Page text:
The IMGS was the best eye-opener I could have ever asked for as a COVID year master’s Candidate. Through COVID I, like so many, felt isolated and had not had the opportunity to gain an understanding of the depth of my field and the wonderful people in it! My experience at the IMGS helped me understand that I am a part of a community, a community of incredible medical geographers! The IMGS also helped me realize my deep desire to buy a kilt and eat delicious meat pies, but that is a subject for another day.
The IMGS also helped me answer a question people ask me all the time: “what are you studying?” I say that I am studying medical geography to which they reply, “wow that sounds great, but what is medical geography?” I then try my best to convey how cool medical geography is. Yet, I did not understand how awesome and expansive our field is until the IMGS.
Between great carb feasts I had the pleasure to learn about fascinating research in our field. Research foci ranged from COVID’s impact on food and hospitality workers, to how affordable housing is anti-colonial fortification. I am happy to say that every presentation I attended urged me to take a multifaceted approach when it comes to providing support and healthcare recommendations.
However, one of my favourite sessions was the equity, diversity, and inclusion (EDI) session. In this session, we engaged in a roundtable discussion in which delegates shared compassionate recommendations to improve the next IMGS, all of which were received so well by those in attendance. The recommendation that resonated most with me, was shared by Chúk Odenigbo presented: we as researchers must have a real connection with the communities we study, especially when researching groups who have been historically disenfranchised. In Chúk’s words: “it needs to be clear who is benefitting from the research, otherwise you are perpetuating colonialization… just studying subjects out of interest. This is how people have done harm in the name of science. This is how we as researchers undo the harm that has been done. Equity into what, diversity, into what, inclusion into what? We need to figure this out.”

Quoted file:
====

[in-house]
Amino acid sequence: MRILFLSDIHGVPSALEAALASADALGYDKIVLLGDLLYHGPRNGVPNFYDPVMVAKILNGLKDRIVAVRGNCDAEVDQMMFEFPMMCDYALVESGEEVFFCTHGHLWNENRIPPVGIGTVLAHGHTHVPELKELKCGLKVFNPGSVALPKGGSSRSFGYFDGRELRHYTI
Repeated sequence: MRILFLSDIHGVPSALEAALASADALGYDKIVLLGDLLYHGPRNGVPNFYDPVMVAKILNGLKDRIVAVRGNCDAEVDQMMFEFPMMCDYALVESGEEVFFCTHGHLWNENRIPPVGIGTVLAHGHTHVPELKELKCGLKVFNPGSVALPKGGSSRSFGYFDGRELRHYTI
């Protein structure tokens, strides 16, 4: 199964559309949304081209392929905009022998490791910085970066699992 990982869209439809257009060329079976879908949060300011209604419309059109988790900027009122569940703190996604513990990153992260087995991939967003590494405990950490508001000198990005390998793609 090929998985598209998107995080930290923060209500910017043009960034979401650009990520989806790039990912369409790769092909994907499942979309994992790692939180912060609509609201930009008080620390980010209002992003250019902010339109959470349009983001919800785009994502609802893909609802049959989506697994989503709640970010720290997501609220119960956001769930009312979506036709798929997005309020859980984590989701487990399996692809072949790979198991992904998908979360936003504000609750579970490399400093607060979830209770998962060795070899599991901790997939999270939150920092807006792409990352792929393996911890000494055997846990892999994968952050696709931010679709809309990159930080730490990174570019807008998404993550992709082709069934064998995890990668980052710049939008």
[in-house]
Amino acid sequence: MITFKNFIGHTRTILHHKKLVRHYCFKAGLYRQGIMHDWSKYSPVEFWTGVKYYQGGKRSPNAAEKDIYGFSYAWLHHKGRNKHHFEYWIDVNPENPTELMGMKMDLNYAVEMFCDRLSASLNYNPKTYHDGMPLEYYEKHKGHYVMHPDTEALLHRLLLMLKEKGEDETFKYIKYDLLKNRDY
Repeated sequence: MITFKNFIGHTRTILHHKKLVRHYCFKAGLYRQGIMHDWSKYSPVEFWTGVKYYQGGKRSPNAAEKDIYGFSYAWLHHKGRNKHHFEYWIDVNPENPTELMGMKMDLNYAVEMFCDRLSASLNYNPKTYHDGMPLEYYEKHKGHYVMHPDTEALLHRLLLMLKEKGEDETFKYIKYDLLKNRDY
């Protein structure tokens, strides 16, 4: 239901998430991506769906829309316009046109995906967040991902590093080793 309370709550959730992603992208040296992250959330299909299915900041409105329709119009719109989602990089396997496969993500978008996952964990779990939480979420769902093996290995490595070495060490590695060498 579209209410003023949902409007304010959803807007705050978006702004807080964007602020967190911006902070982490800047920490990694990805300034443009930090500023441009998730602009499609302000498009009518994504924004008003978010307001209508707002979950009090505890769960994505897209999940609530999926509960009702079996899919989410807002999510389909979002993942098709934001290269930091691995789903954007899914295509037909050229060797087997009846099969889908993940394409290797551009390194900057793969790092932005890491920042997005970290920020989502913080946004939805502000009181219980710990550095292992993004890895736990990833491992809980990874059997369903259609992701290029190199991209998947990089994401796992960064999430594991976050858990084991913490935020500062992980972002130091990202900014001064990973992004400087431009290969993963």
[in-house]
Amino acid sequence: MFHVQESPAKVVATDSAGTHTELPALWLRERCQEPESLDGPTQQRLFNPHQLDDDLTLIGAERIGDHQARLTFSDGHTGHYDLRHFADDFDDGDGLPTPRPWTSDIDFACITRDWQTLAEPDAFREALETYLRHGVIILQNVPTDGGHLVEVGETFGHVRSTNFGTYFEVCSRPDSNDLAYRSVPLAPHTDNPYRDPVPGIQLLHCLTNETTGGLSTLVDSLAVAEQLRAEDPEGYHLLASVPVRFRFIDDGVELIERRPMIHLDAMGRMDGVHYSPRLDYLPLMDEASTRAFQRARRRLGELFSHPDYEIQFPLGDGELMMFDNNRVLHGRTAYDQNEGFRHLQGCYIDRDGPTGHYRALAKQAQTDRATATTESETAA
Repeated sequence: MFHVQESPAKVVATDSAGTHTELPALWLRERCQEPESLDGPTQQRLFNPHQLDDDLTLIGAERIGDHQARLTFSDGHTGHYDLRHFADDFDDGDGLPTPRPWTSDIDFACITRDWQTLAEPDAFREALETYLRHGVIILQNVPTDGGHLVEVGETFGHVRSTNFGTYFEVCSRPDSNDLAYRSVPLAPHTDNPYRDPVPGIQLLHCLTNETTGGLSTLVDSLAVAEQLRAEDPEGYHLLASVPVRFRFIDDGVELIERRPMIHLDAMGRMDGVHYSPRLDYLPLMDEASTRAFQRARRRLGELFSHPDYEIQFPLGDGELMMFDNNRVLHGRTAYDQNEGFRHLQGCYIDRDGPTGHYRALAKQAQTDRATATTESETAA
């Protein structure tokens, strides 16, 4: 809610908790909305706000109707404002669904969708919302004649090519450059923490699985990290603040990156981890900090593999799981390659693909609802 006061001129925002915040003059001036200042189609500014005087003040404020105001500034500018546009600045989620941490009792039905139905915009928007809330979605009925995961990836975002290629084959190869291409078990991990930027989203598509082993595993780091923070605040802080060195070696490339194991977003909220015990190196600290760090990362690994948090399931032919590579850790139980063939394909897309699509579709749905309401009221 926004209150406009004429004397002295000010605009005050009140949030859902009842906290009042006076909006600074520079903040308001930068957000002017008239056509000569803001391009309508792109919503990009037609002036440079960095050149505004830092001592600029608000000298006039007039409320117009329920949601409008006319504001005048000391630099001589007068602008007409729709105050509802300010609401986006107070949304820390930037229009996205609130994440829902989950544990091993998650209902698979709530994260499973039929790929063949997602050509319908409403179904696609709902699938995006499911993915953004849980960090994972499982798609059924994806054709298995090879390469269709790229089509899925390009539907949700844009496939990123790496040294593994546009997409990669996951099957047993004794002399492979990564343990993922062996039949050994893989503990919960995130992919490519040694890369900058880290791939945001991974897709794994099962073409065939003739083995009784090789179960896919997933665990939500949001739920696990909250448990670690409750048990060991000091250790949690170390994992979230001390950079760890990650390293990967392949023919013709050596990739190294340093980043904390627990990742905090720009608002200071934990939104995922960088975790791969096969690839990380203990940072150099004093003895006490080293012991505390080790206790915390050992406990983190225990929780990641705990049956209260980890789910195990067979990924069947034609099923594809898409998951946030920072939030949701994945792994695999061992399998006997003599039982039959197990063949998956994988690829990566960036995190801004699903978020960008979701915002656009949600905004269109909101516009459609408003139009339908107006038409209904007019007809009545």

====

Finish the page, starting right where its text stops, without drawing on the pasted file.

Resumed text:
I could not agree more. I think there is so much opportunity to think critically about our practices to ensure that we are making the progress we need to make when it comes to EDI.
After the EDI session I began to reflect. I realized that so much of what we do is focused on identifying problems. However, now is the time to move away from what is wrong and move towards fixing the problems we have identified. Most importantly perhaps, we need to figure out who is going to fund us to do this important work. I personally find that question very inspiring and hope those reading this do too. That is the kind of inspiration I was hoping to get out of the IMGS.
Alas, a few days after arriving home, I was asked “what is medical geography?” I am happy to say that I was able to answer that question with new inspiration and a twinkle in my eye as I told them about the incredible work my new kick-ass medical geography friends are doing across the world. Thank you for the incredible experience IMGS! Up next… Atlanta!
Special thanks to the IMGS, the RGS-IBG Geographies of Health & Wellbeing Research Group, the AAG Disability Speciality Group, and the AAG Health & Medical Geography Specialty Group for making my position as the IMGS 2022 Social Media Correspondent possible!! It has truly been an honour.
Signing off! Sincerely,
Master’s Student, Queen’s University (Canada)
#IMGS2022 Social Media Correspondent